The author is a sociologist at the University of Colombia and has presented extensively on the Black Panthers responsibility towards ensuring radicalization in the health movement. He has positioned the Black Panther Party (BPP) as pivotal in the long tradition of civil rights health activism. In the book, various social functions and everyday activities related to the free health clinics are discussed and the obligations of BPP. Additionally, the party's mission to fight back sickle-cell anemia, a genetically inherited disease is discussed which, primarily affected the African-Americans has been highlighted in the book. The author has challenged the readers to reevaluate the importance of activism of BPP as a continuation of the civil rights struggle in the USA and at the same time as an essential social health campaign that prolonged tradition of African-American health politics.
Nelson has also given an in-depth analysis of how the partys anti-sickle campaign helped highlight on the racial biases in the medical sector. The existing part of the book comes towards the end where the author has explained the partys challenge to the creation of UCLA Center that was aimed at studying and mitigating violence (Nelson 57). There was a group at the center that hypothesized that the prevailing violence was as a result of the inherent pathology of people with specific focus to the black men and was not linked to political or social issues. Within a short time, other Centers were set up to advocate for the psychosurgical manipulation of the brain as a way of curtailing violent behaviors among people. In the activism fraternity, the book has been reduced through a selective lens of the military to a message of self-defense or violent disagreements with the law agencies.
In the book, the authors assessment has argued that health problem was pivotal in the Black Panther Partys struggle towards the acquisition of civil and human rights. The health social movement was malleable which was able to expose the lingering differences in health and at the same time promulgate the radical sociopolitical ideologies. As such, there was a restricting of the explanation to better reflect on the political views(Nelson 124). The social health in the entire context of the book has captured BPPs need to address health inequality as a human right problem. In the book, the framework has been exemplified through the repurposing of the biomedical understanding within the social justice context and the expansion of disease interconnection beyond personal-level factors and biological aetiologies.
In the first chapter of the book, the author starts by charting historical development and ideological formation of Black Panther Partys health politics. The author has persuasively situated the ideology of activism within a broader tradition of African-American health context and interpreted the history of African-American reactions towards medical discrimination as symbols of three pragmatic tactics which includes; institution building, the politics of knowledge and integrationism(Nelson 240). In the remaining part of the book, these tactics have been highlighted to capture the partys health advocacy and also underline on the claim that BPP focused on health which was an extension of the entire civil rights movement.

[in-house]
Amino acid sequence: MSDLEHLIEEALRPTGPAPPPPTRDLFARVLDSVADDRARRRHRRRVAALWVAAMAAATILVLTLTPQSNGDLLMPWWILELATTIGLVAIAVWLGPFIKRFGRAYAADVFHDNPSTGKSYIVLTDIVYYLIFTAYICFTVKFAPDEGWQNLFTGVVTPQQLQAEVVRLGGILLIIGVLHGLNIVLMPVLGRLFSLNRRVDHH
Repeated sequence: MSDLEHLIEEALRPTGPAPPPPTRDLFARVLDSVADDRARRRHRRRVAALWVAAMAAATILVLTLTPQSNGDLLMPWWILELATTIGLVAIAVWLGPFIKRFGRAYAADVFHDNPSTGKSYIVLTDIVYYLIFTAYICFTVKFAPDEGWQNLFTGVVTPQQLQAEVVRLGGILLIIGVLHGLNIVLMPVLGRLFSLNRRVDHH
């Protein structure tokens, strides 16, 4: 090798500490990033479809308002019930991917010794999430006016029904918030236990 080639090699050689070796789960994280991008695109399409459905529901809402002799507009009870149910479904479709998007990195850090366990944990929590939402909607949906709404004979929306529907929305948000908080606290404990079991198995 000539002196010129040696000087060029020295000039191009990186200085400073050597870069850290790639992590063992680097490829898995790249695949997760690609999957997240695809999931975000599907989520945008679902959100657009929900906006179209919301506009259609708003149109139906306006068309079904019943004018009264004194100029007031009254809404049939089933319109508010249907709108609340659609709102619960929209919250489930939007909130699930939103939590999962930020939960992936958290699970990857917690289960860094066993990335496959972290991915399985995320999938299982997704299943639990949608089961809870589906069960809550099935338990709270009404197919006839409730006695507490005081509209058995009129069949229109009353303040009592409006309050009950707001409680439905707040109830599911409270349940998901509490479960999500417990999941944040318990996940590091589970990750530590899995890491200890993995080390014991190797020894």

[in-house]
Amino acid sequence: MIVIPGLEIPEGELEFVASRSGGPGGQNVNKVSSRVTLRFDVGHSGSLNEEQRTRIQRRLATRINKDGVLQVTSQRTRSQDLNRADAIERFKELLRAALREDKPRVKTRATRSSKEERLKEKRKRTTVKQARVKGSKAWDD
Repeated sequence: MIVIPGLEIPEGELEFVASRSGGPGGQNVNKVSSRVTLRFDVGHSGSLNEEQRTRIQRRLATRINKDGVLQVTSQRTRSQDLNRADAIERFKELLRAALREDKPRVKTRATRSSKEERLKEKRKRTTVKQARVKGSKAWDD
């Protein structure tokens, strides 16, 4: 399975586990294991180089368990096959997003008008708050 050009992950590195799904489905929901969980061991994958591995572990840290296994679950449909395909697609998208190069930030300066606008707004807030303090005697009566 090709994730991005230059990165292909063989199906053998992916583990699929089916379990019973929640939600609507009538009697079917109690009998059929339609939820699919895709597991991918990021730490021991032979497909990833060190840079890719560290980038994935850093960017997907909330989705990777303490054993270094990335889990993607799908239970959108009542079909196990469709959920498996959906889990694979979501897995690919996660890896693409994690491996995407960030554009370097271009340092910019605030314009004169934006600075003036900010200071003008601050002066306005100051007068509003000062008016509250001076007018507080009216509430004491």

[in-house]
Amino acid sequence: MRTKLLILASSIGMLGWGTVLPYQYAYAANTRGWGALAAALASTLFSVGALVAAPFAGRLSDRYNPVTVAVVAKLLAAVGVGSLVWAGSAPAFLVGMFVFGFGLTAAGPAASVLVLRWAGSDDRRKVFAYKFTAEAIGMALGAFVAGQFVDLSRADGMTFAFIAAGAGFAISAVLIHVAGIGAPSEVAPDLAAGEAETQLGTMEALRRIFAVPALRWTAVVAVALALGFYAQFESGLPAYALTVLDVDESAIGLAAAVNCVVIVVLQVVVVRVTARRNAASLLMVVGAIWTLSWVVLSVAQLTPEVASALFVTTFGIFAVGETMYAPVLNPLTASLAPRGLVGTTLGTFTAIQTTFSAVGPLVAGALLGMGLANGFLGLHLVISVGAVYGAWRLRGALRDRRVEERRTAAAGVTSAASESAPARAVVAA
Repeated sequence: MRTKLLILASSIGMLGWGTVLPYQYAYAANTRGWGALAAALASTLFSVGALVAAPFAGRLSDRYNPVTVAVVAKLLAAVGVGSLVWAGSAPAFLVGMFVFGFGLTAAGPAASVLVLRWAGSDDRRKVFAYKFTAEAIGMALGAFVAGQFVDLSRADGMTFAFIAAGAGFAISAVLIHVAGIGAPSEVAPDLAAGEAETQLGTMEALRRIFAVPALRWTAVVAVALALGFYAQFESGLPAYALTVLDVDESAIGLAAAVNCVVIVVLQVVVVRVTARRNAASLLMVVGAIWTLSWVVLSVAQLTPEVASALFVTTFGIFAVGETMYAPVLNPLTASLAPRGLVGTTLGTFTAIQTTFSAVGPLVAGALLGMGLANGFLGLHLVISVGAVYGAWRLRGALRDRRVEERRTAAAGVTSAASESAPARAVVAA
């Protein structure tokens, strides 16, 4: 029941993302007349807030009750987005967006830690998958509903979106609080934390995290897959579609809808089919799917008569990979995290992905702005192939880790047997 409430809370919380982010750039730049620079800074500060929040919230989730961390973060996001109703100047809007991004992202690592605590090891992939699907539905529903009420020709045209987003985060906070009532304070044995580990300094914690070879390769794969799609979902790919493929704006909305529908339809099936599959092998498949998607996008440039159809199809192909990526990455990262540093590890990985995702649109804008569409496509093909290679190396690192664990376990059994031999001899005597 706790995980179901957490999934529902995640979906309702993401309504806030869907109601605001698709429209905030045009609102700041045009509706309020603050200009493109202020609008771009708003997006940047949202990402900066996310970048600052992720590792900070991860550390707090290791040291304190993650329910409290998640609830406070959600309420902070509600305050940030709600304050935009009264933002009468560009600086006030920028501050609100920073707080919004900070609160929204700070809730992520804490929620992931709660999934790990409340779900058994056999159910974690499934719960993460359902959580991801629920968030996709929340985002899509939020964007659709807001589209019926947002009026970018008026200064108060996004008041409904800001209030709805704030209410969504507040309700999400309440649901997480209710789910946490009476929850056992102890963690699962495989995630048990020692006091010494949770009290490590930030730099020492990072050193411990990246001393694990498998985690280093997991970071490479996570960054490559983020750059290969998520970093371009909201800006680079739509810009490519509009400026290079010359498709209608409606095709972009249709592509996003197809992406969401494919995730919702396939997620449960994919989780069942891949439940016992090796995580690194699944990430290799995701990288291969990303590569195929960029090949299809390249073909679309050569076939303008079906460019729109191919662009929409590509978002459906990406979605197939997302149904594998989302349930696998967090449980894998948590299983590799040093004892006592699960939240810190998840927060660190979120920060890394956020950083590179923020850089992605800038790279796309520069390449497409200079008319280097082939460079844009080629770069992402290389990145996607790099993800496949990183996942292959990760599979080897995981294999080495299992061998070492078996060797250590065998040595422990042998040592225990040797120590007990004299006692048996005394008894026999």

To emphasis on the role of institution building, the third chapter has described the development and expansion of BPP people free medical clinics (PFMCs). The formation of the clinics captured the limits of landmark civil rights laws and referred to the quandary as 64 citizenship contradiction or disagreement between the legal passage of social attachment statutes and the real experience of social disparity in the context of the book. Even though expansion of civil rights showcased the period, the actions failed to guarantee that similar rights would be translated to social benefits. In comparison to BPP, PFMCs was seen more than just a brick and mortar and was an essential infrastructure that aimed at addressing the states drawbacks to provide adequate medical resources to all. The clinics signified the pathway whereby poor and predominated African-American society could control their individual health concerns and community needs. The fourth and fifth chapter has provided the reader with the best examples of the Black Panthers Partys successful health inventiveness such as the sickle cell anemia (SCA) initiative.
The author has approached the book in a historical and sociological point of view. For this reason, the extensive source of the book is BPP's weekly newspaper, the Black Panther. Subsequently, the author has drawn other information used in the book from medical and scientific sources published between 1960 to 1970 and various interviews done with previous black panthers. The tittle was derived from Black Panther Journal 1972 titled survival conference in Oakland where a banner was used to proclaim the conference's mission statement. This conference showcased the group's health-related events.
The author has combined her careful research, an insightful political analytics and passionate commitment to tell the little-known story related to Black Panther Party's health campaign. In the process of telling the story, she achieved her objective of highlighting issues related to poverty, access to quality healthcare and discrimination among the African-Americans. She also proved that social policies and legislation set have profound moral consequences.
Nelson, Alondra. Body and Soul: The Black Panther Party and the Fight against Medical Discrimination. Minneapolis: University of Minnesota Press, 2011. Print.
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